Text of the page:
The LXX form of the text teaches the same thing as the Hebrew but with a slightly different rendering, “You shall not muzzle a threshing ox.” Some manuscripts of the Pauline epistles following this exact reading.
[Page 98] This was not the only provision for the animal kingdom contained in the Torah. Working animals were to have a break from their labor on the Sabbath, just as human beings (Deuteronomy 5:14). There is an implicit rejection of animal abuse in the story of Balaam being rebuked by his donkey (Numbers 22:27-30). Animals were, in no way, put on a par of importance with human beings--but they were still due good treatment and proper consideration.
In concern for their animals, generic man would be imitating the example of God, “Who covers the heavens with clouds, who prepares rain for the earth, who makes grass to grow on the mountains. He gives to the beast its food, and to the young ravens that cry” (Psalms 147:8-9). Or as Psalms 104:14 has it, “He causes the grass to grow for the cattle, and vegetation for the service of man, that he may bring forth food from the earth” (cf. verses 10-13).
How Old Testament Concepts Are
Repeatedly Introduced and Woven
into the Heart of His Argument
9:7-8: It is a natural law that one is benefited by the work one does. Paul illustrates this by three examples:
(1) A soldier does not go to war “at his own expense:” This was illustrated in the case of the youthful David bringing food to his older brothers who were off to battle (1 Samuel 17:16-19). Verse 14 indicates that David spent most of his time with those brothers though his youth argues for a noncombatant type of function such as this one of food provider or general “go for-er.”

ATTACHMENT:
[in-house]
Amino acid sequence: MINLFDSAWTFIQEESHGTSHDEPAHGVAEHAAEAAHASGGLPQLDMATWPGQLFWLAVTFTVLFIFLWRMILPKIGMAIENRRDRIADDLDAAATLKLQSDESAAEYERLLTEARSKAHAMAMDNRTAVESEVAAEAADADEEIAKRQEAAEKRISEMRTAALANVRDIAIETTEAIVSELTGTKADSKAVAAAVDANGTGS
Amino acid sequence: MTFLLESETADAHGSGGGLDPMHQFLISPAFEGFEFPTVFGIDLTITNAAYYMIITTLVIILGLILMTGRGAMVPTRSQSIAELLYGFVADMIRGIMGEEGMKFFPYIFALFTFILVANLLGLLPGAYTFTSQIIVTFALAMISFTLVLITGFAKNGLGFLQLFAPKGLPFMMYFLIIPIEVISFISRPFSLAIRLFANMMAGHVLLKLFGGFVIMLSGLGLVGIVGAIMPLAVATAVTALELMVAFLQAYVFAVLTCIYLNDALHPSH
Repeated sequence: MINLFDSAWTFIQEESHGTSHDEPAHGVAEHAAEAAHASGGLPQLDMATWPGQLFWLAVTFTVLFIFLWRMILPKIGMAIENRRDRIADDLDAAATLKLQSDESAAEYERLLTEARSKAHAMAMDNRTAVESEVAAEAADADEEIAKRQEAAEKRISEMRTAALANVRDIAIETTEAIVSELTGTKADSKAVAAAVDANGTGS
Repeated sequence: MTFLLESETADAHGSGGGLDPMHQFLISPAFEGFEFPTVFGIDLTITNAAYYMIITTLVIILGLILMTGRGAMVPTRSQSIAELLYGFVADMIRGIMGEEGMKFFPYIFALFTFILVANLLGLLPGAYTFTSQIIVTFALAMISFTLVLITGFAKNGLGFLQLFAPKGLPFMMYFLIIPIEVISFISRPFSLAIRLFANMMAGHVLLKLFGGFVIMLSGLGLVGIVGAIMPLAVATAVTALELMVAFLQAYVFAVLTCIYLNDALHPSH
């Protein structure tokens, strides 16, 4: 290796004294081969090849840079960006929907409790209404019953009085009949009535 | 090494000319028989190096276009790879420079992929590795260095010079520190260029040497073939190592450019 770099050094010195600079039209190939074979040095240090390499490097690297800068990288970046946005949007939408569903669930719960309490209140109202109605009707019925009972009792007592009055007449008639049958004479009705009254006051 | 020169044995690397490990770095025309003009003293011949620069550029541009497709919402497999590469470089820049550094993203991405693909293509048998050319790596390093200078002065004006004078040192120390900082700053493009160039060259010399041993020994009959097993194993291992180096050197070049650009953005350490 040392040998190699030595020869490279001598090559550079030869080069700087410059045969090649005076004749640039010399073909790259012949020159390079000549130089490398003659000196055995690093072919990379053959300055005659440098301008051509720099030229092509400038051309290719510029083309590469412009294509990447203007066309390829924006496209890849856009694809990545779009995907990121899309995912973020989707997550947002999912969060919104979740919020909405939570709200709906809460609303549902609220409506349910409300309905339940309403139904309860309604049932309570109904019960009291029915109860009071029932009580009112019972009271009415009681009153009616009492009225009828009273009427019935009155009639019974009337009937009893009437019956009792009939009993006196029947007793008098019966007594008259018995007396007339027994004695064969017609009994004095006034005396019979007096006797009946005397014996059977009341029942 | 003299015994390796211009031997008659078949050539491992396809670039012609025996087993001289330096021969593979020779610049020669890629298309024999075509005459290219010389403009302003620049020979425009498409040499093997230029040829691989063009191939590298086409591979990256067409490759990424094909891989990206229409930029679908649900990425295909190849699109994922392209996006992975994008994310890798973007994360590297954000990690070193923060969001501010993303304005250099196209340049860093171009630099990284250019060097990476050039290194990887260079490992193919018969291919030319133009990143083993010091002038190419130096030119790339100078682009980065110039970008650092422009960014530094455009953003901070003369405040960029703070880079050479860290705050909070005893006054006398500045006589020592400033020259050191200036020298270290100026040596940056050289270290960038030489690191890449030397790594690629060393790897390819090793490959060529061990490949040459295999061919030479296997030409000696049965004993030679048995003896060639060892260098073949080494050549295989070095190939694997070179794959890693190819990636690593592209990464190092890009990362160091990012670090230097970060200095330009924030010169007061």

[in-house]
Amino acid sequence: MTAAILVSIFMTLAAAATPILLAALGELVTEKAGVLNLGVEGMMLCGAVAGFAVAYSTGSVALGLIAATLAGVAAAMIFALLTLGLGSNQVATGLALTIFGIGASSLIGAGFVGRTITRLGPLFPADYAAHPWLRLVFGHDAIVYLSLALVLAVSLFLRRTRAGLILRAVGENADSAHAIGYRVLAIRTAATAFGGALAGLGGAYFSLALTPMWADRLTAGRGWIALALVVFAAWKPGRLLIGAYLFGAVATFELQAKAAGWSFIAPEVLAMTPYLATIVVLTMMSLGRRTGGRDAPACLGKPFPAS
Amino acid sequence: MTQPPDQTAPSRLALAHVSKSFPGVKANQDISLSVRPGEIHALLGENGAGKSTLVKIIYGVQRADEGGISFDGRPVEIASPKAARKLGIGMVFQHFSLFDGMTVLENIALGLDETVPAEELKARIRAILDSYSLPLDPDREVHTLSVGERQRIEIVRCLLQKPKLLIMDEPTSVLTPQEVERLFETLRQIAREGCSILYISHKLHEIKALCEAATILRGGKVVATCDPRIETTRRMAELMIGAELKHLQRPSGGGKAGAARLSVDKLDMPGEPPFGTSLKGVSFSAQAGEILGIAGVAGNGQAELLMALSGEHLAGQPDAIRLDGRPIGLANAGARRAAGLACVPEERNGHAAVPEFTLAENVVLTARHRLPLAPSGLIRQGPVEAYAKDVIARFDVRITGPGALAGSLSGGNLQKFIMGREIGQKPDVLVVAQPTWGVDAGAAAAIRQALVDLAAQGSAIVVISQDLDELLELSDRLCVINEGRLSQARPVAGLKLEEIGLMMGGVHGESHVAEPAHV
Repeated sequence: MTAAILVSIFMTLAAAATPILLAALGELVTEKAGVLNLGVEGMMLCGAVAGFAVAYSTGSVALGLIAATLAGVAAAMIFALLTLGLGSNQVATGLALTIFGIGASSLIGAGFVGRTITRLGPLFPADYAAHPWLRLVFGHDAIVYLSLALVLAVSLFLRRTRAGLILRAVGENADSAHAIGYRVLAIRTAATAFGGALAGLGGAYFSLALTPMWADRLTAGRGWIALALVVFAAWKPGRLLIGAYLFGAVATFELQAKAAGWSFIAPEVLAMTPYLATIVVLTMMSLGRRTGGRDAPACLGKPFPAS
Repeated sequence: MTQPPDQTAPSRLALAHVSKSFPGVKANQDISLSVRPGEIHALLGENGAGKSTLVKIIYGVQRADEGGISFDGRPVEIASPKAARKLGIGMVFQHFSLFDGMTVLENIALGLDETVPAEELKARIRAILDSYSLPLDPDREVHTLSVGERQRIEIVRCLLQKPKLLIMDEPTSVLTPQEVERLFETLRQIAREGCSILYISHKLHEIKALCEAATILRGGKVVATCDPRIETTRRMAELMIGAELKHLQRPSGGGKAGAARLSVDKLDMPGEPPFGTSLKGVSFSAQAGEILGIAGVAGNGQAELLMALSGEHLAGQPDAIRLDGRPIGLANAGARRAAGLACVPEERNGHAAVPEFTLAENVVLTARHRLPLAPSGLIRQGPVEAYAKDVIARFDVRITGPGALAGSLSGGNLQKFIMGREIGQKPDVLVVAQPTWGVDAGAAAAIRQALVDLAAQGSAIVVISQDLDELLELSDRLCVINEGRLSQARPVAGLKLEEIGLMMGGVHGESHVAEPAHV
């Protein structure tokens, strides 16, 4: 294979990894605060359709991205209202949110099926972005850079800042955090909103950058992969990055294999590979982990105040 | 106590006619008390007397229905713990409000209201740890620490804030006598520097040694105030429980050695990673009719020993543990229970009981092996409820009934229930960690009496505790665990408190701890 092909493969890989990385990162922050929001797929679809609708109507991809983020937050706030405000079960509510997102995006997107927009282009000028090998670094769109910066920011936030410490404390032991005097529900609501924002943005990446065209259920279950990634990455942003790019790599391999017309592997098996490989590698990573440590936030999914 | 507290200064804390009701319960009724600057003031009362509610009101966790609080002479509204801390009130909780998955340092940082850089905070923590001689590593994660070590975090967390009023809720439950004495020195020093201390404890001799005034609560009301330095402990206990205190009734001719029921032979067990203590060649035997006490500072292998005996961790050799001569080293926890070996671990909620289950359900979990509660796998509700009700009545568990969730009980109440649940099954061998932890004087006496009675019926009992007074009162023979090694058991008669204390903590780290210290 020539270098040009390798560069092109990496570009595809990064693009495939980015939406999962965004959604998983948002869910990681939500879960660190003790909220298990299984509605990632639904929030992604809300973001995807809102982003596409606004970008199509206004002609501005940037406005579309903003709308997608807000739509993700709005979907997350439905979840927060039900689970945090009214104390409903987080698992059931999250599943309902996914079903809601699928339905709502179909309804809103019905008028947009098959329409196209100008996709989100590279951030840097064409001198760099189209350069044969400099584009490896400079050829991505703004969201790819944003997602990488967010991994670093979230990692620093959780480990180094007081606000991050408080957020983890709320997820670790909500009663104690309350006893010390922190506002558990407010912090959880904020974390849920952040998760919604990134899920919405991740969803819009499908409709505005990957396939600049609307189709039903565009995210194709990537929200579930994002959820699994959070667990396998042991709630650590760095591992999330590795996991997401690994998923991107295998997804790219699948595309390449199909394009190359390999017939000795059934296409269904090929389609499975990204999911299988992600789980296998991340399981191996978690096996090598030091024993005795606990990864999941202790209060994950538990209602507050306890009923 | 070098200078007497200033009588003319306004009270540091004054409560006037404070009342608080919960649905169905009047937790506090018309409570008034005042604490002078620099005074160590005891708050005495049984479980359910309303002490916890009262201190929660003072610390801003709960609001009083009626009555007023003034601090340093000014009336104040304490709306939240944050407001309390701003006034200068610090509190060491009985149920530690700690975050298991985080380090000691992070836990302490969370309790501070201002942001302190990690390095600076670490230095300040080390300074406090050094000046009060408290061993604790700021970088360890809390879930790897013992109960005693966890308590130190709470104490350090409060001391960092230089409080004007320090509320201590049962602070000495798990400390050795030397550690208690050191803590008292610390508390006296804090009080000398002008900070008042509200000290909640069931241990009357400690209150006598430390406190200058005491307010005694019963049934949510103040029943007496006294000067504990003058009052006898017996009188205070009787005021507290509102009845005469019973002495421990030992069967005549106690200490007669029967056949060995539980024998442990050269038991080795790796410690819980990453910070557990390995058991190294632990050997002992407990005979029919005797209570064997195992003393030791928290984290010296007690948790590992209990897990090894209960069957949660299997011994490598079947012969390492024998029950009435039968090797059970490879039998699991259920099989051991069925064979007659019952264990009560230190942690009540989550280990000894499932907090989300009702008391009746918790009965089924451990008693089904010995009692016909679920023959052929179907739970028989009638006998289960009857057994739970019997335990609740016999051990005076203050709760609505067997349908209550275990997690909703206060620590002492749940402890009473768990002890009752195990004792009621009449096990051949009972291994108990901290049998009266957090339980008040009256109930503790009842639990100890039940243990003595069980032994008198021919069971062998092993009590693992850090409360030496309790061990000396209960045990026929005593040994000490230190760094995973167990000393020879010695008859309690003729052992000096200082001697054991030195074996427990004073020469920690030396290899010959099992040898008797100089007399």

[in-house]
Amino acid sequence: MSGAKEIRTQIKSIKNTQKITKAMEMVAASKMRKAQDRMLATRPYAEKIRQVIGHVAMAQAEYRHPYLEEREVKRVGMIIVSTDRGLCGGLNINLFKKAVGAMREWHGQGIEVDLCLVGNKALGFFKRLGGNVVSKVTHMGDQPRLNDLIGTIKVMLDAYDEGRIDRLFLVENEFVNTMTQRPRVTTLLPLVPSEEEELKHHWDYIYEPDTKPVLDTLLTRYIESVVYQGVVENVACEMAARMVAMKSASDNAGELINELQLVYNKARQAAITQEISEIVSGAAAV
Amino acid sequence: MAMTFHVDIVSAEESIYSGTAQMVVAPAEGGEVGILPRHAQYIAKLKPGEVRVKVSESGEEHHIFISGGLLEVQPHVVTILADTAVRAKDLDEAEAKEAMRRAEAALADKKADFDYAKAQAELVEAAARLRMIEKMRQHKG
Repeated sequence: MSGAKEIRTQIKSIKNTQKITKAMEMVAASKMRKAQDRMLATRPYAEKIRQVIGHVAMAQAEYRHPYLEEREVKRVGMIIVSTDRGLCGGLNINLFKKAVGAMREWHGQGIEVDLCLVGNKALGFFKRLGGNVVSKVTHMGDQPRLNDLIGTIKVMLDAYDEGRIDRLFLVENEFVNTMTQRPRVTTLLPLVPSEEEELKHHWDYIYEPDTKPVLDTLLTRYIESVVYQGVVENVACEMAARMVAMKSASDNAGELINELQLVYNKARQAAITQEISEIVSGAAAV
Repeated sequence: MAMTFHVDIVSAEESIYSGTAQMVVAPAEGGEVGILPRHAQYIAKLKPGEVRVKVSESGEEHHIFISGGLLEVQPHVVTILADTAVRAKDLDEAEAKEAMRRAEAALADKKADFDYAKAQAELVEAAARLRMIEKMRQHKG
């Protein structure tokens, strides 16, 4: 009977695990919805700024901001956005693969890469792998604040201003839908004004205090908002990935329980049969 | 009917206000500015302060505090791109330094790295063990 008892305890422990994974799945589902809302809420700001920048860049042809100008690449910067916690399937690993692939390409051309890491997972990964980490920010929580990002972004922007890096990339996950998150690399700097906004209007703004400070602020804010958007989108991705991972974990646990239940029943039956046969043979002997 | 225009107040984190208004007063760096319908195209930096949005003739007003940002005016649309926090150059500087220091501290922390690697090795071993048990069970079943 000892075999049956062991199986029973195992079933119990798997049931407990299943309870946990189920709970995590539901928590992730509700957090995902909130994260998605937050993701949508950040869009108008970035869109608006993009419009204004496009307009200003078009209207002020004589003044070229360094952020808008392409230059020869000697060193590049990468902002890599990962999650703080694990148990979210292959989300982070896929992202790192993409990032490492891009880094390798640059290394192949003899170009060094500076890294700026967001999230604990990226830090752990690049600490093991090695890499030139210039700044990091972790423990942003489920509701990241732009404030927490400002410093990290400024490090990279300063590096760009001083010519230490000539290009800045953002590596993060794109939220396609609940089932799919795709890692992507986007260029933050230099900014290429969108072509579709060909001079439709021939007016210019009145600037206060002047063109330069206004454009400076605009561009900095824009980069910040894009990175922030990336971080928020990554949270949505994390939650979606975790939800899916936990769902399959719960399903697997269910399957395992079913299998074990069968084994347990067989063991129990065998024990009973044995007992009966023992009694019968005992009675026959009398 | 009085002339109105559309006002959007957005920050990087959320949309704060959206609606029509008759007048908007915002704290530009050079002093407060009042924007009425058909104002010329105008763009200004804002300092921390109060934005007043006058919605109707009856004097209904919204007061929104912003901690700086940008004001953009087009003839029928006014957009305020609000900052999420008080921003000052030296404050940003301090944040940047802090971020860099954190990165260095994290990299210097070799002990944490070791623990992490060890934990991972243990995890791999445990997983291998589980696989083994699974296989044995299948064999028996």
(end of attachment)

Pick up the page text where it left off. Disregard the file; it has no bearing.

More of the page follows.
(2) The vineyard planter eats of its fruit: On a battlefield where there were far more soldiers than needed, the individual who had “planted a vineyard and has not eaten of it” was discharged from duty. The reason was “lest he die in the battle and another man eat of it” (Deuteronomy 20:6). The Proverbist, who composed and collected the most telling truisms of his day, writes of how “whoever keeps the fig tree will eat its fruit” (Proverbs 27:18a).
(3) The tender of a flock drinks its milk: Proverbs 27:27 has it this way, “You shall have enough goats’ milk for your food. For the food of your household, and the nourishment of your maidservants” (27:27). Even in a time of national calamity, this would provide at least some food, “It shall be in that day that a man will keep alive a young cow and two sheep; so it shall be, from the abundance of milk they give, that he will eat curds; for curds and honey everyone will eat who is left in the land” (Isaiah 7:21-22).